P.E.I. un­sure of elec­toral re­form, premier says


CHAR­LOT­TE­TOWN— The low turnout for Prince Ed­ward Is­land’s plebiscite on elec­toral re­form — 36 per cent — means it’s de­bat­able whether re­sults can be con­sid­ered a clear ex­pres­sion of the will of Is­lan­ders, Premier Wade MacLauch­lan said Tues­day.

The premier said the re­sults con­firmed the need for the leg­is­la­ture to “en­hance our democ­racy,” but he did not com­mit to mak­ing any changes to the ex­ist­ing first-past-the-post sys­tem, even though it was re­jected as the best op­tion af­ter 10 days of on­line and tele­phone vot­ing wrapped up late Mon­day.

“We cer­tainly won’t ig­nore (the plebiscite),” MacLauch­lan said in an in­ter­view. “This has been a ma­jor ex­er­cise in democ­racy for our prov­ince. . . . The on­go­ing di­a­logue is a con­tin­u­ing process. We are ab­so­lutely tak­ing to heart the plebiscite and the re­sults.”

The non-bind­ing vote was based on a pref­er­en­tial bal­lot sys­tem that of­fered vot­ers five op­tions to rank in or­der of pref­er­ence. Mixed-mem­ber pro­por­tional rep­re­sen­ta­tion gar­nered more than 52 per cent of the votes, once the votes for the other op­tions were re­dis­tributed ac­cord­ing to the rules of pref­er­en­tial vot­ing. The first-past-the-post sys­tem re­ceived close to 43 per cent of votes in the fi­nal round.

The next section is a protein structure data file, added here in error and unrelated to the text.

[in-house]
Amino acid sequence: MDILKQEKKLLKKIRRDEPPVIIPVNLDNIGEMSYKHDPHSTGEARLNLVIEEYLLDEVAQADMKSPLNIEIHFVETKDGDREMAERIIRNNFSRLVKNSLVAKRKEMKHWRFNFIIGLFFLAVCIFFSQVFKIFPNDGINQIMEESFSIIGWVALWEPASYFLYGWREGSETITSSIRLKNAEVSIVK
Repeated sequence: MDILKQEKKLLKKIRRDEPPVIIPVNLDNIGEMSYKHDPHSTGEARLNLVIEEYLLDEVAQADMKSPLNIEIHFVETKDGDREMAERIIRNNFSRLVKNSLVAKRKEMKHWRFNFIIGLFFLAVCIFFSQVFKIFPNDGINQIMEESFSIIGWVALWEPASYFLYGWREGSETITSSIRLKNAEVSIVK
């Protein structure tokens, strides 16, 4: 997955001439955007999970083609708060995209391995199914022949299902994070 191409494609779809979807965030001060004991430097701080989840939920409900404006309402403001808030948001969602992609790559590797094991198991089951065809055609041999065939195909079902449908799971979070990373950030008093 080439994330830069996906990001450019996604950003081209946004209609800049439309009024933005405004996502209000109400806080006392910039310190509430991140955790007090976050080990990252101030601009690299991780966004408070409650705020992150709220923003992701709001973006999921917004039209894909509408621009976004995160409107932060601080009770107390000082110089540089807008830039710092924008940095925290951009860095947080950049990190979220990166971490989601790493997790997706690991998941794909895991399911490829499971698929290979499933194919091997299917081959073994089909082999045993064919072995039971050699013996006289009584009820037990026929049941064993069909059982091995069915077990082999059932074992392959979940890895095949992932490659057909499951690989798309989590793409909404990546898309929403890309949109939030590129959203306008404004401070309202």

MacLauch­lan said poor show­ing at the polls, when com­pared with the 80-per-cent turnout recorded in nine of the past 10 pro­vin­cial elec­tions, meant there was no real man­date for change. “(Low) voter turnout and the level of sup­port (for change) means that just un­der one in five reg­is­tered vot­ers has sup­ported mixed-mem­ber pro­por­tional rep­re­sen­ta­tion,” he said. “That’s why there should be more de­bate.”

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